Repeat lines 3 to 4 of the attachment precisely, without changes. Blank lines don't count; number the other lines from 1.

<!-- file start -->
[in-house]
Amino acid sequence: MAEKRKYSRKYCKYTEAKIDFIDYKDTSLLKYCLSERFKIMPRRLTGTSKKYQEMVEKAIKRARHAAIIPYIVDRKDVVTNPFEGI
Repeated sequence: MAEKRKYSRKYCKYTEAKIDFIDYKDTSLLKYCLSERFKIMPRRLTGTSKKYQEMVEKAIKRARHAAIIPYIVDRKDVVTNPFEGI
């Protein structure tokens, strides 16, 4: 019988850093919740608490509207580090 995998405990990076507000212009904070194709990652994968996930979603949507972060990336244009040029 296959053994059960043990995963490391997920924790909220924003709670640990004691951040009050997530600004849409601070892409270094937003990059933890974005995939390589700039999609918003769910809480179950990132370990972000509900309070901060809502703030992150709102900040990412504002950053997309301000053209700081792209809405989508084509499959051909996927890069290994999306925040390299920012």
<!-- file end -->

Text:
Repeated sequence: MAEKRKYSRKYCKYTEAKIDFIDYKDTSLLKYCLSERFKIMPRRLTGTSKKYQEMVEKAIKRARHAAIIPYIVDRKDVVTNPFEGI
């Protein structure tokens, strides 16, 4: 019988850093919740608490509207580090 995998405990990076507000212009904070194709990652994968996930979603949507972060990336244009040029 296959053994059960043990995963490391997920924790909220924003709670640990004691951040009050997530600004849409601070892409270094937003990059933890974005995939390589700039999609918003769910809480179950990132370990972000509900309070901060809502703030992150709102900040990412504002950053997309301000053209700081792209809405989508084509499959051909996927890069290994999306925040390299920012």